Child Family Health International


Child Family Health International

Child Family Health International, also known as CFHI, is a global health 501(c)3 nonprofit founded in 1992 and based in San Francisco, California.[1] The organization was founded by Dr. Evaleen Jones[2], who was named one of Silicon Valley's Women of Influence[3]in 2009. CFHI utilizes an asset mapping model to provide more than 20 global health immersion programs in 5 countries for health science students and trainees. Student programs are based on a service-learning model of education. CFHI supports community health projects in each of its partner countries: Bolivia, Ecuador, India, Mexico, and South Africa.

With more than 200 global partners and over 6,000 alumni to date, CFHI has matured into a nationally recognized organization. Its work has been recognized through numerous honors and awards. Since 2008, CFHI has met all 20 of the best practice standards set by the Better Business Bureau for nonprofits.[4] In 2008, CFHI was awarded Special Consultative Status with the United Nations Economic and Social Council. CFHI has also formed institutional partnerships with schools such as Northwestern University and the University of California at Davis.

The CFHI Ethos carries a specific principle or distinction that recognizes the uneven power dynamic present in many global health initiatives. Frequently in North/South partnerships in international health and development projects, developing countries have little agency in their own development process as money and resources flow one way. Recognizing this issue, CFHI emphasizes partnership with the local community. The approach calls on the strengths of local populations to address their own health and social challenges.[5]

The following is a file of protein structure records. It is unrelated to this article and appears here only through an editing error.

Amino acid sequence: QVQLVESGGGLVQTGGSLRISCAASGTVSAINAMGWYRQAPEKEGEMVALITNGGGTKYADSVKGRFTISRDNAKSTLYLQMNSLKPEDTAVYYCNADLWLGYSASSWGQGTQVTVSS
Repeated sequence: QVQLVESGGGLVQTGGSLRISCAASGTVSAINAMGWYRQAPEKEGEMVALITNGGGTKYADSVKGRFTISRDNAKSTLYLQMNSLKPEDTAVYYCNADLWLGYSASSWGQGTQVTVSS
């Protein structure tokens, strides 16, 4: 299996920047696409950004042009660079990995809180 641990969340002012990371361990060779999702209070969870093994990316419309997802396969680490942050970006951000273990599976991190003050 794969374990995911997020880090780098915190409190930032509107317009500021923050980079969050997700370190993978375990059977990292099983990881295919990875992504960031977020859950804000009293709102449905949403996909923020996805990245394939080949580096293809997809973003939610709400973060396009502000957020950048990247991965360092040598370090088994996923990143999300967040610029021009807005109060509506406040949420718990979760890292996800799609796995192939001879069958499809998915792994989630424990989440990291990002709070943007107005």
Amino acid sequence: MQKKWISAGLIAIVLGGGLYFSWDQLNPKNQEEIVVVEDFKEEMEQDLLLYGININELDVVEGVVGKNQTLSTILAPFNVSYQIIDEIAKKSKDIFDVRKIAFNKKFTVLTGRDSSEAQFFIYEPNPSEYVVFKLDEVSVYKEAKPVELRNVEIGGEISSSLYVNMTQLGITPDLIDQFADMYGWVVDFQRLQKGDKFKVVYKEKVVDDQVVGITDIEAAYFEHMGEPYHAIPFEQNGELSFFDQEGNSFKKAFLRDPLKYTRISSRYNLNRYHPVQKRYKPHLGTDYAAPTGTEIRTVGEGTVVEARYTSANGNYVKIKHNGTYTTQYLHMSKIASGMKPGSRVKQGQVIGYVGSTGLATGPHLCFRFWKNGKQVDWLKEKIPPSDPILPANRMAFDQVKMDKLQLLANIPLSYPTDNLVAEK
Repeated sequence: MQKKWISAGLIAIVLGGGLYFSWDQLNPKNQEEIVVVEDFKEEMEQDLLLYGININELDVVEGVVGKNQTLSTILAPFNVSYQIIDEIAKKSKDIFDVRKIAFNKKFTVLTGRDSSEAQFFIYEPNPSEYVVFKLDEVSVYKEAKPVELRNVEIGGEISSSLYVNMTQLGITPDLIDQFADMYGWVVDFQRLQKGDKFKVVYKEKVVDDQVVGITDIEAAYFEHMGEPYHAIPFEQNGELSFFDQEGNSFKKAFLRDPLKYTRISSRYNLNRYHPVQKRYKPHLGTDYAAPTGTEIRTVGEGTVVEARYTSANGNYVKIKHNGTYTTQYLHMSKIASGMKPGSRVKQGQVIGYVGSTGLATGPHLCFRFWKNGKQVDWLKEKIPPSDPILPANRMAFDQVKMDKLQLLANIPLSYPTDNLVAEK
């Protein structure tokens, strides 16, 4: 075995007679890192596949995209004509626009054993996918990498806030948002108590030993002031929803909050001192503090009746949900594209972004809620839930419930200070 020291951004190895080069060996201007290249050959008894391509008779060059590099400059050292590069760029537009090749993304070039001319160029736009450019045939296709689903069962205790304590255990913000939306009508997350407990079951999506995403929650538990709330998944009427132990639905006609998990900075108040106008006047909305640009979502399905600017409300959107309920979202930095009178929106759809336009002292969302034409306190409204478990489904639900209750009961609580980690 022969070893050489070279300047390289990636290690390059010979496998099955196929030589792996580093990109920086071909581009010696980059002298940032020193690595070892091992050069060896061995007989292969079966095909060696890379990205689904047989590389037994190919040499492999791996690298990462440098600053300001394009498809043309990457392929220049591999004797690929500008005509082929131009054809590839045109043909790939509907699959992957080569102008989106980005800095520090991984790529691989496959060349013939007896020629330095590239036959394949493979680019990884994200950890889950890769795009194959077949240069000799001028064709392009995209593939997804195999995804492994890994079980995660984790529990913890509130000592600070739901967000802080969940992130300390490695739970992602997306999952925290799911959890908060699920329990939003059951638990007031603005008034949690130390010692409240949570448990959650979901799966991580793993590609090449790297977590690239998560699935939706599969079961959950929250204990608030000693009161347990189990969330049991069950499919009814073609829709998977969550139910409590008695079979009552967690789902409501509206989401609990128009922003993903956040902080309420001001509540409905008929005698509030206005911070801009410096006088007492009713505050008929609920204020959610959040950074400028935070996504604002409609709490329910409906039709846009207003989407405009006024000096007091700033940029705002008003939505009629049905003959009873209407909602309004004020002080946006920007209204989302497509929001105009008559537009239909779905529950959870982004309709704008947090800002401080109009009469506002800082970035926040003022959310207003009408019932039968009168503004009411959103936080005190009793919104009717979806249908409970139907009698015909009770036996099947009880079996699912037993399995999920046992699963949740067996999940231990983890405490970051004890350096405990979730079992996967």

Programs

Local leadership serves as the foundation for CFHI's programs.This model utilizes local health care practitioners as preceptors for health science students and trainees. CFHI encourages students of the health professions to develop cultural competency through immersion in the local community and culture. To further support this goal, CFHI is piloting Emotional Intelligence programming to help participants and local health care providers process the personal and professional challenges of caring for patients in a low resource environment.

CFHI's Community Health Initiatives are local, community based projects developed in collaboration with partners abroad and supported by CFHI. “Niños Libres con Derechos; Children living in jails in La Paz, Bolivia" is an example of one such project, which provides medical aid, psychological, and social support for young children who have to accompany their parents to prison.[6] Other programs include "Medical and Developmental Screening for Pre-Schoolers" in Manenberg, South Africa. This project supports training workshops and provides for the services of two medical interns to implement medical and developmental screenings of children aged between one and six. The screening program reflects increasing recognition of the value of early childhood health and development on national community health.[7] CFHI's "Catch Them Young" initiative provides training and education to adolescents between the ages of 12 and 20 in Pawananagar, India. This program aims to protect youth against the risks of drug and alcohol abuse, teenage pregnancy, and sexually transmitted diseases.[8]

References

  • Evert, J., Huish, R., Heit, G., Jones, E., Loeliger,S., Schmidbauer, S., Global Health Ethics. In J. Illes and B.J. Sahakian (Eds.), Oxford Handbook of Neuroethics. Oxford, UK, Forthcoming, 2011.

External links


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